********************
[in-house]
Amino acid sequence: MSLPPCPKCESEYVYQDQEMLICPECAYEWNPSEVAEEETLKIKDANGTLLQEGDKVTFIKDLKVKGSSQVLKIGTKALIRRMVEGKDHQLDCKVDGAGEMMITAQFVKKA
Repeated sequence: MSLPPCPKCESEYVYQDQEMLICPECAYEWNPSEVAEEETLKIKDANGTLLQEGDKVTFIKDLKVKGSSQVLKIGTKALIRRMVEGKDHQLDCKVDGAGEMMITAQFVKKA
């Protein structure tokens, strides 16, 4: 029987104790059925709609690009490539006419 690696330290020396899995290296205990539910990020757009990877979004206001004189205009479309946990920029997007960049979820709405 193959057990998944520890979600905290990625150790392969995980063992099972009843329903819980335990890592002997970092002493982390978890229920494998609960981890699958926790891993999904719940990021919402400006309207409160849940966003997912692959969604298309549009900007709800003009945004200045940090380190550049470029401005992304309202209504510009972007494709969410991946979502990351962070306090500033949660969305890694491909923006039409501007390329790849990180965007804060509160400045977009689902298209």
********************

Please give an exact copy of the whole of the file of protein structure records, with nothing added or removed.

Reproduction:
[in-house]
Amino acid sequence: MSLPPCPKCESEYVYQDQEMLICPECAYEWNPSEVAEEETLKIKDANGTLLQEGDKVTFIKDLKVKGSSQVLKIGTKALIRRMVEGKDHQLDCKVDGAGEMMITAQFVKKA
Repeated sequence: MSLPPCPKCESEYVYQDQEMLICPECAYEWNPSEVAEEETLKIKDANGTLLQEGDKVTFIKDLKVKGSSQVLKIGTKALIRRMVEGKDHQLDCKVDGAGEMMITAQFVKKA
């Protein structure tokens, strides 16, 4: 029987104790059925709609690009490539006419 690696330290020396899995290296205990539910990020757009990877979004206001004189205009479309946990920029997007960049979820709405 193959057990998944520890979600905290990625150790392969995980063992099972009843329903819980335990890592002997970092002493982390978890229920494998609960981890699958926790891993999904719940990021919402400006309207409160849940966003997912692959969604298309549009900007709800003009945004200045940090380190550049470029401005992304309202209504510009972007494709969410991946979502990351962070306090500033949660969305890694491909923006039409501007390329790849990180965007804060509160400045977009689902298209």